And Most Of The Cocaine Sold In The United States - Such Farmers
Are At The Center Of An Expanding Debate Between The US
And Colombian Governments About How Best To Stanch The Flow Of Drugs)

From: "W.H.E.N. - Bob Owen" (when@olywa.net)
To: "-News" (when@hemp.net)
Subject: Tribe may shape course of drug war
Date: Sat, 5 Sep 1998 20:32:54 -0700
Sender: owner-when@hemp.net

Tribe may shape course of drug war
Colombia offers opium, coca farmers alternative
By Tod Robberson / The Dallas Morning News

GUAMBIA, Colombia - Here on the 9,000-foot-high slopes of southeastern
Colombia, the backyard gardens of Guambiano Indians like Jose and his two
sons, Venancio and Jacinto, may well shape the course of the war on drugs,
officials say.

In the garden plot where Jose once cultivated onions and potatoes under an
internationally financed crop-substitution program, hundreds of plump opium
poppies are in full purple-and-red bloom. Soon Jose and his sons, who would
not give their last names, will score each poppy bulb with a sharp piece of
wood, then collect the white opium gum that oozes forth.

Appearing oblivious to the enormous international impact of their harvest,
the three men said they can sell a quarter-thimbleful of opium gum for about
50 cents - far more than they can earn from an entire sack of potatoes. The
men said they were unaware that the end product of their harvest would, in
all likelihood, make its way onto America's streets as heroin. In fact, they
said they did not even know what heroin is.

But international anti-narcotics enforcers say small farmers such as Jose
are the source of half the raw opium and coca produced in Colombia, which
supplies 60 percent of the heroin and most of the cocaine sold on U.S.
streets. Now these farms are at the center of an expanding debate between
the U.S. and Colombian governments about how best to stanch the flow of

The Clinton administration argues that the most effective way to stop drug
production is to hit it here at the source with chemical herbicides. The
bulk of Washington's $100 million in annual anti-narcotics aid to Colombia
is devoted to eradication, and the administration favors using increasingly
harsh herbicides in hopes of putting farmers like Jose out of business for a
long time.

Colombian officials, led by President Andres Pastrana, counter that the
environmental price of herbicide use is too high, that the success record is
spotty, and that the best long-term solution is to use
alternative-development programs to persuade farmers to give up illicit-crop
production voluntarily.

"The whole Colombian drug policy is being rethought," said Klaus Nyholm,
chief representative in Colombia of the U.N. Drug Control Program. "We're
not thrilled with fumigating small-farm cultivators."

Mr. Nyholm contends, with concurrence by government officials, that most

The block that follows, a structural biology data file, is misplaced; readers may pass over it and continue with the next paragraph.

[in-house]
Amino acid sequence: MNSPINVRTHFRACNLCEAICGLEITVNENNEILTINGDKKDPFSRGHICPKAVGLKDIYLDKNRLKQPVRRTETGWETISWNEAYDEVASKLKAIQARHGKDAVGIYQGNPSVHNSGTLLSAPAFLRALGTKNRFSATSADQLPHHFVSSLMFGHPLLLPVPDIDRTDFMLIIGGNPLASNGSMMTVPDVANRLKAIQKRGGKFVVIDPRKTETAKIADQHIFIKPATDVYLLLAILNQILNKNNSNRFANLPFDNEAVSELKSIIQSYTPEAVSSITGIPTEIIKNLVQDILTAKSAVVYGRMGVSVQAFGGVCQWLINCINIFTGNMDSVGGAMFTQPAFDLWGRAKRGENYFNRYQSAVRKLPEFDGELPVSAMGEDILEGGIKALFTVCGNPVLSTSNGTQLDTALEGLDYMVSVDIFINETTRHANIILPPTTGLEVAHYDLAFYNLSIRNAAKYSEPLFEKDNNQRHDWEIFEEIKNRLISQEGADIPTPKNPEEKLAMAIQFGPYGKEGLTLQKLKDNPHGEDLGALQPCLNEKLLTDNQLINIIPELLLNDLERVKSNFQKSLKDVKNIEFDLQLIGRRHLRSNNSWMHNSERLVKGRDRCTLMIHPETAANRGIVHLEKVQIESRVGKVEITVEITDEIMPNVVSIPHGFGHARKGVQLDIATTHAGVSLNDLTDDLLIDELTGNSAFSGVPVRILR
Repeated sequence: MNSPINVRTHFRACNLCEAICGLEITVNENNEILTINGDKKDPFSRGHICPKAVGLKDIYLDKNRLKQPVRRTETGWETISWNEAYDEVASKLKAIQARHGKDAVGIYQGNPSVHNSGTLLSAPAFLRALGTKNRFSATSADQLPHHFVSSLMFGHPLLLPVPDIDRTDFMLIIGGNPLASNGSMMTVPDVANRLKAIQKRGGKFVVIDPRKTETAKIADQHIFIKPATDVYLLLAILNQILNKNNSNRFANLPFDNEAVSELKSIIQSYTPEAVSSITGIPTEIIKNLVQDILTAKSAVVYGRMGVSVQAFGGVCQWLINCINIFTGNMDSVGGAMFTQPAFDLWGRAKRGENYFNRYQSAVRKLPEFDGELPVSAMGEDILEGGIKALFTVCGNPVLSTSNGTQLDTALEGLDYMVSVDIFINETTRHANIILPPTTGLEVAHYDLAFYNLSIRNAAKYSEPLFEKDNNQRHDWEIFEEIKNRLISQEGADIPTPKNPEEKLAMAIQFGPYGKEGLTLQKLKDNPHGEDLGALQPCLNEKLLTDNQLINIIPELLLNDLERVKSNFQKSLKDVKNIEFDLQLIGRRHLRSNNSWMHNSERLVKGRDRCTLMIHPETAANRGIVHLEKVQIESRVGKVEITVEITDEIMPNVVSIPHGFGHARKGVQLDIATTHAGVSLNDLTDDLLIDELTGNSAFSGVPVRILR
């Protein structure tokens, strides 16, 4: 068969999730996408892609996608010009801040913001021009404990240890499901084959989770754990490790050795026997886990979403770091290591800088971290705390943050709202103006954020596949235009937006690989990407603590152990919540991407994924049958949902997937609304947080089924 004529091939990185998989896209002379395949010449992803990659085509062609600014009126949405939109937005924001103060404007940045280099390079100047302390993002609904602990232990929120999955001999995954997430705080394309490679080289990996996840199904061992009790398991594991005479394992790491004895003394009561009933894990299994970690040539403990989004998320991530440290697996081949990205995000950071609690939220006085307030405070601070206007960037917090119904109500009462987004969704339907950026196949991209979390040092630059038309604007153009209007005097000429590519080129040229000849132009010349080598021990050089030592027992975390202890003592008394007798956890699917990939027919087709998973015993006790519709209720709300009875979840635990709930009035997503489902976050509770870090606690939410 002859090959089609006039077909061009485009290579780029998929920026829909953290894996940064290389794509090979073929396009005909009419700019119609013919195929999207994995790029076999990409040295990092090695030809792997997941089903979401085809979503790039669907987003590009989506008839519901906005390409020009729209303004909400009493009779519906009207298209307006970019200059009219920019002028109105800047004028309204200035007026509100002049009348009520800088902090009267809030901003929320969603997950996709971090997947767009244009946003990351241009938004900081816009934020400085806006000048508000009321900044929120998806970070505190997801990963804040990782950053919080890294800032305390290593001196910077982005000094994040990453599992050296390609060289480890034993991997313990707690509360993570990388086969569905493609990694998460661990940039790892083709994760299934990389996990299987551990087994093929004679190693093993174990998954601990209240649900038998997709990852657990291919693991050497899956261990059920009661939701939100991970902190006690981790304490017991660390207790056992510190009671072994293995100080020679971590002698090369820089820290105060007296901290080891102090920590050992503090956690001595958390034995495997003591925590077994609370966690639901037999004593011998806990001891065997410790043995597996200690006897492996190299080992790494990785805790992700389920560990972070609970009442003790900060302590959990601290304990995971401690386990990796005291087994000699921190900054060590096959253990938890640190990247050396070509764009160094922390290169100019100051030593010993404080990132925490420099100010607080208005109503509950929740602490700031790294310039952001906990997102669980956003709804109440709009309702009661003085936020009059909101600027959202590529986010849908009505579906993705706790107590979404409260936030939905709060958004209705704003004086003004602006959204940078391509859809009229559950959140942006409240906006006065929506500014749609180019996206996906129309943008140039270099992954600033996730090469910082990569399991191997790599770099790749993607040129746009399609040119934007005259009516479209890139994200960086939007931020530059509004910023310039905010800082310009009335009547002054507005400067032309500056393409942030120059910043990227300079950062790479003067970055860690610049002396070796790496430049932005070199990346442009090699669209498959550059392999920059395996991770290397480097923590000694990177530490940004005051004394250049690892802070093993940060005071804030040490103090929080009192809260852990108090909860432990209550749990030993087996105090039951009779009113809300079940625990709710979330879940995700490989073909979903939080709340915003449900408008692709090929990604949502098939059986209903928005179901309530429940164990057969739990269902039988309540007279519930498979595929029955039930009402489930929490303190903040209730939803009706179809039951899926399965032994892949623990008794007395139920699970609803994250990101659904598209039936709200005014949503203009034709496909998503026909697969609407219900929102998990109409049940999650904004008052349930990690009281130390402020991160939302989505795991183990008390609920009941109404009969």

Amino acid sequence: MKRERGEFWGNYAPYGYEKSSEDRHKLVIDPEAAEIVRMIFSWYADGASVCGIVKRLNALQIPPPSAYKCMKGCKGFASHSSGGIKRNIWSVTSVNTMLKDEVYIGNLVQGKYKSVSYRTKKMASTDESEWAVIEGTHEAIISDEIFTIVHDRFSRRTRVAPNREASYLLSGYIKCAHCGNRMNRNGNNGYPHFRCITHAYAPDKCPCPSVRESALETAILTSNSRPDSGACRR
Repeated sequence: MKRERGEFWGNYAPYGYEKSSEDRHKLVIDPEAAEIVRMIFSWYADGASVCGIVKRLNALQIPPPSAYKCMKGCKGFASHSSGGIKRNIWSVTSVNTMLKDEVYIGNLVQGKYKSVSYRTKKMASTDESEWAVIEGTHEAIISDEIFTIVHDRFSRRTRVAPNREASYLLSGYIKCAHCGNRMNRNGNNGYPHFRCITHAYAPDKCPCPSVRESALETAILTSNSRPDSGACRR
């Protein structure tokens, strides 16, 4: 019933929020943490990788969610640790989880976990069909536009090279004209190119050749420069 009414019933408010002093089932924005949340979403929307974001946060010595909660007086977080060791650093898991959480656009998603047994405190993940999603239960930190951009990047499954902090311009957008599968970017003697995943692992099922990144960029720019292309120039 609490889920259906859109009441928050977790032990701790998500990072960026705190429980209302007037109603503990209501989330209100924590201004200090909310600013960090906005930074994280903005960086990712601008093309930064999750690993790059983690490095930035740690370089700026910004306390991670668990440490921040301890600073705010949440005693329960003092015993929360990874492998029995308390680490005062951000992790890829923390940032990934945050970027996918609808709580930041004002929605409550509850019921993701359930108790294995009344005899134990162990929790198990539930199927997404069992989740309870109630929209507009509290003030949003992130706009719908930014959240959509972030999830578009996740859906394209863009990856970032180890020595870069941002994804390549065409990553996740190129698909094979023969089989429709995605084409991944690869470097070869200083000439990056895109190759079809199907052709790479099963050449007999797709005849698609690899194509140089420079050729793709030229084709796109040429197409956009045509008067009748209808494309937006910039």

environmental damage occurs when small farmers abandon their land because of
herbicide-induced devastation. It forces them to relocate to untouched
jungle areas or mountain slopes, where they cut down virgin forest and begin
the cycle anew.

Both sides are watching closely to see whether a faltering, 13-month-old
experiment with voluntary crop eradication here on the 44,000-acre Guambiano
Indian reservation, in the southeastern province of Cauca, can alter the
course of the war on drugs.

The program's success could mean increased international funding, including
aid pledged by President Clinton, to bolster the $3 million in U.N. aid that
Colombia already receives each year for alternative development programs.

Although the Guambianos adamantly reject the notion of police sweeps and
herbicide eradication, they say the Colombian government and international
community have never honored their promises to help them out financially
once their opium crops were uprooted.

"They promised us money, but we haven't received anything," Venancio

It all began on July 22, 1997, when then-President Ernesto Samper and a
large international delegation arrived here to celebrate the first and only
time an entire Colombian community had agreed to uproot its illicit drug
crops and make a fresh, legal start. Mr. Samper called it "a historic act
that we hope will serve as an example for the entire international

With 1,300 acres of opium under cultivation, the Guambiano reservation was
the source of nearly 7 percent of all opium grown in Colombia, according to
U.N. data.

"We were going to show the world it could be done," said Mario Calambaz, the
Guambiano tribal vice governor. "We were trying to show that militarization,
fumigation and occupation was not the solution."

Mr. Samper promised to help the tribe make the difficult transition with
nearly $1.5 million in farm credits, low-interest loans and other financial
incentives. He also presented the tribe with 45 industrial sewing machines
donated by China, 19 lawn mowers, two 3-ton trucks and 10 water pumps.

But today, Mr. Calambaz said, only two sewing machines, one lawn mower, one
truck and one pump remain. The rest were carted away by government officials